Thank you costumerczar, I did not add butter to my IM, However, I do follow the same recipe.

costumeczar Posted 1 Feb 2014 , 12:01am
post #6 of 28

A

Original message sent by cakelove2105

Thank you costumerczar, I did not add butter to my IM, However, I do follow the same recipe.

Wait, if you don't use butter, what are you using? That isn't Italian meringue with no butter. What is your recipe?

auzzi Posted 1 Feb 2014 , 12:08am
post #7 of 28

The meringue could be over-beaten.

 

The sugar syrup could have too much sugar in it

 

The syrup may be over-cooked.

 

It may have recrystallized. Does it contain an invert sugar or cream of tartar?

 

What is your recipe ?

 



cakelove2105 Posted 1 Feb 2014 , 12:23am
post #8 of 28

Quote:

Originally Posted by auzzi 
 

The meringue could be over-beaten.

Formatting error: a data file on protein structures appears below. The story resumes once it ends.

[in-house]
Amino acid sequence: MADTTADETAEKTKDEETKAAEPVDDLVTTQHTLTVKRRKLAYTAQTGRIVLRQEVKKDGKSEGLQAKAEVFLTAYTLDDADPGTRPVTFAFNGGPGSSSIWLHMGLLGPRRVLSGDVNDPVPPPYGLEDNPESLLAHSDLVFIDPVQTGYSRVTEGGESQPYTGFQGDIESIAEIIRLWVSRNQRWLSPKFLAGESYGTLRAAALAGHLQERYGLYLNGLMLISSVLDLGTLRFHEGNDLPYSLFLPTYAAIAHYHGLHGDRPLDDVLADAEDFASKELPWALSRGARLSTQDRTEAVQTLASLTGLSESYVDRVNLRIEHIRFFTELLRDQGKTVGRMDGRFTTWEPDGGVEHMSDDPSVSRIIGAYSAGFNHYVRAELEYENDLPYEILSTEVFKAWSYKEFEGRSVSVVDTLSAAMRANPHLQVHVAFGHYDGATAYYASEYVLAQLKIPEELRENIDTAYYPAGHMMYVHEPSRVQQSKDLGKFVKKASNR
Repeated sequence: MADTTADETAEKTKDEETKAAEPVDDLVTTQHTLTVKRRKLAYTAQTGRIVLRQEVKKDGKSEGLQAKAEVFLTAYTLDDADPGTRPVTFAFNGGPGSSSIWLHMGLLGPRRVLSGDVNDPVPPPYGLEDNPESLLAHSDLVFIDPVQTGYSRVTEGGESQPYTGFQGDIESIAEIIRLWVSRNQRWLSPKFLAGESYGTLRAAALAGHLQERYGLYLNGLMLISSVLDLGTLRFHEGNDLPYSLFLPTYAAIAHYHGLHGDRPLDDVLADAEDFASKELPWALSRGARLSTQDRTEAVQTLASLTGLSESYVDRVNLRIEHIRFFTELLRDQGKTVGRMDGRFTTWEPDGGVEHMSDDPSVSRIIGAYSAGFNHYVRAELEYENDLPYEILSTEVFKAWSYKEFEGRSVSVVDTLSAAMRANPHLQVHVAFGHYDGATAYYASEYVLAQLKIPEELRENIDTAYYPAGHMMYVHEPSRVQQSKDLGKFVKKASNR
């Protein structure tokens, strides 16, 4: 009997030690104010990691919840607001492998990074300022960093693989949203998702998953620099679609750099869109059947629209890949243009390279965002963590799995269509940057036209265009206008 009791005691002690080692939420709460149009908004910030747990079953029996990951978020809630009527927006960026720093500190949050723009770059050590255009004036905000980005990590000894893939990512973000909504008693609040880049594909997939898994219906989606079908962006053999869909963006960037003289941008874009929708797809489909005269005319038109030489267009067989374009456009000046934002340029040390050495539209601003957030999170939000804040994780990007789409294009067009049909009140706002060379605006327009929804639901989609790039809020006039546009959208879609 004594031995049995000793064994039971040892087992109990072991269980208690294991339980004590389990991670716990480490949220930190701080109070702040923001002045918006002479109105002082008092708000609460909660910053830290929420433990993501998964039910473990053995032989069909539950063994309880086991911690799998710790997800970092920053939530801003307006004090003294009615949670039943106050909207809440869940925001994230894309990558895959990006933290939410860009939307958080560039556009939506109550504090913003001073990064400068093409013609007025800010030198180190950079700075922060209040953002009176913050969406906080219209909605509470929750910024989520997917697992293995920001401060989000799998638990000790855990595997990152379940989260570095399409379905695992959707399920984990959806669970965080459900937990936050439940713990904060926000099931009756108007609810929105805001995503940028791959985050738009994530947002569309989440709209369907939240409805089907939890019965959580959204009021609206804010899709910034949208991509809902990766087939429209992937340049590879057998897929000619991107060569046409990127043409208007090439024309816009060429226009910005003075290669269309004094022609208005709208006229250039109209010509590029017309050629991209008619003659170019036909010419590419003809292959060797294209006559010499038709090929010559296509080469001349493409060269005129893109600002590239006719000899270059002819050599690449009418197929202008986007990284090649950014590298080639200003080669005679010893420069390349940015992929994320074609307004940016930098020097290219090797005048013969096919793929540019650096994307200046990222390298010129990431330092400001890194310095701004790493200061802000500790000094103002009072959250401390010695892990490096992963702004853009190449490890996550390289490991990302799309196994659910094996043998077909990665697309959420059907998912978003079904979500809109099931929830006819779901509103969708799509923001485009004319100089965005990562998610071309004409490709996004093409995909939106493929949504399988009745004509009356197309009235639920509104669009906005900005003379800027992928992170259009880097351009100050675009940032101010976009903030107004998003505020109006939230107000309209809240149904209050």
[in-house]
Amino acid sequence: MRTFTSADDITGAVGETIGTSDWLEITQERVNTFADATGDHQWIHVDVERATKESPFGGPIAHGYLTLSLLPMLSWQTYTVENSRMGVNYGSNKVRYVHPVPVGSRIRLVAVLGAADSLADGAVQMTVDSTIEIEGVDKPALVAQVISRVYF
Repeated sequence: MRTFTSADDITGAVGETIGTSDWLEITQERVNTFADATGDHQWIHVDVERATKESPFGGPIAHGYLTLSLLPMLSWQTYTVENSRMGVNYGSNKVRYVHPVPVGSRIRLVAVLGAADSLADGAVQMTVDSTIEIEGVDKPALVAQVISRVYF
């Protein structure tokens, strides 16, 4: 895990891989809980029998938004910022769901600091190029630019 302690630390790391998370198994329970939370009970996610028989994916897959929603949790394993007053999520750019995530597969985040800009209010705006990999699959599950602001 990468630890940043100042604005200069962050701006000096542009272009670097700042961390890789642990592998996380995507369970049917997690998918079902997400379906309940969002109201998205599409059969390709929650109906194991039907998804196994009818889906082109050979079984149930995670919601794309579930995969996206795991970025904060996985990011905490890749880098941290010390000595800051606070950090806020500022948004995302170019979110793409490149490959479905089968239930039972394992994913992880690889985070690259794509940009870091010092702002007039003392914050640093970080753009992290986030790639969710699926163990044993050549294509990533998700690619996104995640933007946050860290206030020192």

The sugar syrup could have too much sugar in it

 

The syrup may be over-cooked.

 

It may have recrystallized. Does it contain an invert sugar or cream of tartar?

 

What is your recipe ?

 



Thank auzzi, I think I over beaten it. I was waiting until I could feel the bowl completely cool after adding the syrop, but seeing that it never cooled, I decided to stop the mixer as It mixed for around 20 minutes or more. this is the recipe:

 

1 cup of egg whites (7 or 8 egg whites) = 8 ounces
Pinch of salt
¼ tsp of cream of tartar
¼ cup of granulated sugar (50 g)
1 tbs of vanilla (5 ml

costumeczar Posted 1 Feb 2014 , 12:29am
post #9 of 28

AOh you're not making buttercream I get it now! I thought you meant imbc since that will break and look like cottage cheese.

AZCouture Posted 1 Feb 2014 , 12:30am
post #10 of 28